What if getting lunch with a friend could be deadly? That’s a real possibility for someone with a serious food allergy.
Every year, up to 200 people with food allergies die from anaphylaxis, a severe allergic reaction characterized by a variety of symptoms including shortness of breath, low blood pressure and vomiting and swelling. About 1 percent of the overall population, including 8 percent of children, lives with food allergies, and the prevalence is on the rise.
Given the growing concern about food allergies, Dr. Richard Besser, ABC News’ chief health and medical correspondent, hosted a twitter chat to help educate others on the topic.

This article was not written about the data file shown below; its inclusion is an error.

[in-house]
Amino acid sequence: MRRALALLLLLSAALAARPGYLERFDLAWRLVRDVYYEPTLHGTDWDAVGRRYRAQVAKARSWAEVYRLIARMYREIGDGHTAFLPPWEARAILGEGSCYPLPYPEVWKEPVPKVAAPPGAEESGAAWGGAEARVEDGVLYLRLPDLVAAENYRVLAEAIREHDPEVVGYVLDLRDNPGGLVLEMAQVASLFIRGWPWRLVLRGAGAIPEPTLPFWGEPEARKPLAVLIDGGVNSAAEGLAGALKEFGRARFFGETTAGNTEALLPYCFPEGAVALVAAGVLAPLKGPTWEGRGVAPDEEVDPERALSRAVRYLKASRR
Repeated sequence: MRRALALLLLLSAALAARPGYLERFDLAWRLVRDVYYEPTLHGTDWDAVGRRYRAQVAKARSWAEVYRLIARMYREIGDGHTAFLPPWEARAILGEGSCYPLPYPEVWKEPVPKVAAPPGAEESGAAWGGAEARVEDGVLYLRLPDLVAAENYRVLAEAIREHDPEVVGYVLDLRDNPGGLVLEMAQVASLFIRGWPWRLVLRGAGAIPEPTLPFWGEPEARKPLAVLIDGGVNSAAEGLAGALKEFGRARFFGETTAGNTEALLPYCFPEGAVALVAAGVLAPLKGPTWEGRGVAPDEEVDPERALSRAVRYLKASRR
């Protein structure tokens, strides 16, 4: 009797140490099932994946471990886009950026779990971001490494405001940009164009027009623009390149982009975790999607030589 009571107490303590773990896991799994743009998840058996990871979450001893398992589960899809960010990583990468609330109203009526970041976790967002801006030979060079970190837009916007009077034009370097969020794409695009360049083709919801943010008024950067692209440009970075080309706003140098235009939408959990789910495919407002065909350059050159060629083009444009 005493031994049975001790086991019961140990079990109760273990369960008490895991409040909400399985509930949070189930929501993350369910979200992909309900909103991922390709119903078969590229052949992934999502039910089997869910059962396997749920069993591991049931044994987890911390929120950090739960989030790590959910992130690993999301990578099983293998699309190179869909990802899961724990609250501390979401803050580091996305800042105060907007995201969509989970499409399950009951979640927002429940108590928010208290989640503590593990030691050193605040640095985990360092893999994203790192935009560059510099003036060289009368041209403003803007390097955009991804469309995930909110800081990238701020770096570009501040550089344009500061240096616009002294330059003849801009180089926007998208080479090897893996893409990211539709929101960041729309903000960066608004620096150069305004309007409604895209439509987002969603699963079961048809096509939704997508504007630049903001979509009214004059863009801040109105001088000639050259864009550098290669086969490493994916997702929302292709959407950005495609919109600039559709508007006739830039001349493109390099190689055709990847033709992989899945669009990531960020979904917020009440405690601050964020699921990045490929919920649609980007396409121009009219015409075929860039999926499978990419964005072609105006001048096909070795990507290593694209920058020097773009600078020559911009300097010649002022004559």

What is a food allergy?
A food allergy is the immune system’s overreaction to a protein found in a particular food. Symptoms can occur with exposure to even a tiny amount of the allergen. Food allergies differ from food intolerances, which are food sensitivity. For instance, lactose intolerance is sensitivity to sugars in dairy that causes gastrointestinal distress, but is not an allergic reaction to dairy proteins.